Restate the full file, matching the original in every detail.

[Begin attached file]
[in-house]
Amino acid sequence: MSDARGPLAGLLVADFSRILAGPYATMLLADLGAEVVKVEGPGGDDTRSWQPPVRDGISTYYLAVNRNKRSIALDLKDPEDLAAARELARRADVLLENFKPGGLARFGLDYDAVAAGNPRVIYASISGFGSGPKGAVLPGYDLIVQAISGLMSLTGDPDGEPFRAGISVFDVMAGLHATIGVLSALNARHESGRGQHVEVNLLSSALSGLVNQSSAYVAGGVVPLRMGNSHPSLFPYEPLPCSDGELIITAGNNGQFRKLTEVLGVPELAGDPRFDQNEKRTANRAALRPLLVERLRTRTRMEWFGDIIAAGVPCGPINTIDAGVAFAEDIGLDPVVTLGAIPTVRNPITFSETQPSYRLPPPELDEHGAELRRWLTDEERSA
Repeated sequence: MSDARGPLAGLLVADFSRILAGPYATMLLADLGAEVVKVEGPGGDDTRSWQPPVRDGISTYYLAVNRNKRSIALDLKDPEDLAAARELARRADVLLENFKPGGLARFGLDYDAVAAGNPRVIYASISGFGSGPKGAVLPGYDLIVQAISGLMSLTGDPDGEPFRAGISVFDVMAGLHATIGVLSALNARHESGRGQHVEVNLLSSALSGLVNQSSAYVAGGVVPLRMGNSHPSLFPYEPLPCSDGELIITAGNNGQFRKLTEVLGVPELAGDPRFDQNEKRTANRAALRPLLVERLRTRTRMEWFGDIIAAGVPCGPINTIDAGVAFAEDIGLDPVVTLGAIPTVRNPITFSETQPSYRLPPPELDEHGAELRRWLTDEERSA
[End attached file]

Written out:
[in-house]
Amino acid sequence: MSDARGPLAGLLVADFSRILAGPYATMLLADLGAEVVKVEGPGGDDTRSWQPPVRDGISTYYLAVNRNKRSIALDLKDPEDLAAARELARRADVLLENFKPGGLARFGLDYDAVAAGNPRVIYASISGFGSGPKGAVLPGYDLIVQAISGLMSLTGDPDGEPFRAGISVFDVMAGLHATIGVLSALNARHESGRGQHVEVNLLSSALSGLVNQSSAYVAGGVVPLRMGNSHPSLFPYEPLPCSDGELIITAGNNGQFRKLTEVLGVPELAGDPRFDQNEKRTANRAALRPLLVERLRTRTRMEWFGDIIAAGVPCGPINTIDAGVAFAEDIGLDPVVTLGAIPTVRNPITFSETQPSYRLPPPELDEHGAELRRWLTDEERSA
Repeated sequence: MSDARGPLAGLLVADFSRILAGPYATMLLADLGAEVVKVEGPGGDDTRSWQPPVRDGISTYYLAVNRNKRSIALDLKDPEDLAAARELARRADVLLENFKPGGLARFGLDYDAVAAGNPRVIYASISGFGSGPKGAVLPGYDLIVQAISGLMSLTGDPDGEPFRAGISVFDVMAGLHATIGVLSALNARHESGRGQHVEVNLLSSALSGLVNQSSAYVAGGVVPLRMGNSHPSLFPYEPLPCSDGELIITAGNNGQFRKLTEVLGVPELAGDPRFDQNEKRTANRAALRPLLVERLRTRTRMEWFGDIIAAGVPCGPINTIDAGVAFAEDIGLDPVVTLGAIPTVRNPITFSETQPSYRLPPPELDEHGAELRRWLTDEERSA